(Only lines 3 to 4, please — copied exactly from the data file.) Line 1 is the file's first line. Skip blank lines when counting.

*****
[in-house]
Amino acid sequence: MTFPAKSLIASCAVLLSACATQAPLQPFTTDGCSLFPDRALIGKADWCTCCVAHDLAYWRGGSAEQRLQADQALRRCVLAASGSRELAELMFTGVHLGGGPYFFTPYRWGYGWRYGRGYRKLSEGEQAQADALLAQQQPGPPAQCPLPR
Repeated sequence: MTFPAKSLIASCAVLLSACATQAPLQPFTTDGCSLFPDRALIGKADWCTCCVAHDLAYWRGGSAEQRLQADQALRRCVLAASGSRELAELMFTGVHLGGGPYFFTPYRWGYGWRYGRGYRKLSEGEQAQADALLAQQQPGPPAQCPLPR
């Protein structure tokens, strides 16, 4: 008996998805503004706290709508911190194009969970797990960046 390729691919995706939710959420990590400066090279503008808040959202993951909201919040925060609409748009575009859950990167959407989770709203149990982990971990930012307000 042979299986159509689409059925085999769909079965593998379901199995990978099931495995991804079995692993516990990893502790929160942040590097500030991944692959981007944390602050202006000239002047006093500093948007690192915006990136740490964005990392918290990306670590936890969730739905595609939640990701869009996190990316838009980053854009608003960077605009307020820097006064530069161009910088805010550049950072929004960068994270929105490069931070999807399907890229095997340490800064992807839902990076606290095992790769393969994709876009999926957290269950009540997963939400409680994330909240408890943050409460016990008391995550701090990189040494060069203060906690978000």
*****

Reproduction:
Repeated sequence: MTFPAKSLIASCAVLLSACATQAPLQPFTTDGCSLFPDRALIGKADWCTCCVAHDLAYWRGGSAEQRLQADQALRRCVLAASGSRELAELMFTGVHLGGGPYFFTPYRWGYGWRYGRGYRKLSEGEQAQADALLAQQQPGPPAQCPLPR
């Protein structure tokens, strides 16, 4: 008996998805503004706290709508911190194009969970797990960046 390729691919995706939710959420990590400066090279503008808040959202993951909201919040925060609409748009575009859950990167959407989770709203149990982990971990930012307000 042979299986159509689409059925085999769909079965593998379901199995990978099931495995991804079995692993516990990893502790929160942040590097500030991944692959981007944390602050202006000239002047006093500093948007690192915006990136740490964005990392918290990306670590936890969730739905595609939640990701869009996190990316838009980053854009608003960077605009307020820097006064530069161009910088805010550049950072929004960068994270929105490069931070999807399907890229095997340490800064992807839902990076606290095992790769393969994709876009999926957290269950009540997963939400409680994330909240408890943050409460016990008391995550701090990189040494060069203060906690978000």